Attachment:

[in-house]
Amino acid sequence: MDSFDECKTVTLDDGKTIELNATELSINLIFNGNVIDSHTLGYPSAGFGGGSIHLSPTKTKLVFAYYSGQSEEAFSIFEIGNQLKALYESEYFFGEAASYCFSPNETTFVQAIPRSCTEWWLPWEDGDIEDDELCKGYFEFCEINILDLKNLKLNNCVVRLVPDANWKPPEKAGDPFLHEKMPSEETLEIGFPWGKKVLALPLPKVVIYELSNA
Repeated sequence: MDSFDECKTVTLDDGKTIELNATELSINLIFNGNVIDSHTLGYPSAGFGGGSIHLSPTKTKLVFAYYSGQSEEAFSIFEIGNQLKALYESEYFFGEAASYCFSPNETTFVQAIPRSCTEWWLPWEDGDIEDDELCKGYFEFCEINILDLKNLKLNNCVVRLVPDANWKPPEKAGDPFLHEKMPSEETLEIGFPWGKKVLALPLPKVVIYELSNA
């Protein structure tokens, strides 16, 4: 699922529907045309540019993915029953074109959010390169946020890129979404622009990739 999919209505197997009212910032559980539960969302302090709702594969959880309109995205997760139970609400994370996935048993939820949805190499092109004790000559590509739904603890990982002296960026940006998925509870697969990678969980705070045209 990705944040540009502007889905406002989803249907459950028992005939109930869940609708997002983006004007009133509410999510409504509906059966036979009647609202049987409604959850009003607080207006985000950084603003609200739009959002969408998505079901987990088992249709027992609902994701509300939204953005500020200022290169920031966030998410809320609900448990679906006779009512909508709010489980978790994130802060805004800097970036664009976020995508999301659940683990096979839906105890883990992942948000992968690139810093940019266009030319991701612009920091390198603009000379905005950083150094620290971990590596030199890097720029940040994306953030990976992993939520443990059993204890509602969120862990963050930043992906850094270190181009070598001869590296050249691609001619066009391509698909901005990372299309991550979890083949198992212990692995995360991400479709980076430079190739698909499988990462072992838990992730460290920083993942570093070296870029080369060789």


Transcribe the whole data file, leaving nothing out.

[in-house]
Amino acid sequence: MDSFDECKTVTLDDGKTIELNATELSINLIFNGNVIDSHTLGYPSAGFGGGSIHLSPTKTKLVFAYYSGQSEEAFSIFEIGNQLKALYESEYFFGEAASYCFSPNETTFVQAIPRSCTEWWLPWEDGDIEDDELCKGYFEFCEINILDLKNLKLNNCVVRLVPDANWKPPEKAGDPFLHEKMPSEETLEIGFPWGKKVLALPLPKVVIYELSNA
Repeated sequence: MDSFDECKTVTLDDGKTIELNATELSINLIFNGNVIDSHTLGYPSAGFGGGSIHLSPTKTKLVFAYYSGQSEEAFSIFEIGNQLKALYESEYFFGEAASYCFSPNETTFVQAIPRSCTEWWLPWEDGDIEDDELCKGYFEFCEINILDLKNLKLNNCVVRLVPDANWKPPEKAGDPFLHEKMPSEETLEIGFPWGKKVLALPLPKVVIYELSNA
């Protein structure tokens, strides 16, 4: 699922529907045309540019993915029953074109959010390169946020890129979404622009990739 999919209505197997009212910032559980539960969302302090709702594969959880309109995205997760139970609400994370996935048993939820949805190499092109004790000559590509739904603890990982002296960026940006998925509870697969990678969980705070045209 990705944040540009502007889905406002989803249907459950028992005939109930869940609708997002983006004007009133509410999510409504509906059966036979009647609202049987409604959850009003607080207006985000950084603003609200739009959002969408998505079901987990088992249709027992609902994701509300939204953005500020200022290169920031966030998410809320609900448990679906006779009512909508709010489980978790994130802060805004800097970036664009976020995508999301659940683990096979839906105890883990992942948000992968690139810093940019266009030319991701612009920091390198603009000379905005950083150094620290971990590596030199890097720029940040994306953030990976992993939520443990059993204890509602969120862990963050930043992906850094270190181009070598001869590296050249691609001619066009391509698909901005990372299309991550979890083949198992212990692995995360991400479709980076430079190739698909499988990462072992838990992730460290920083993942570093070296870029080369060789």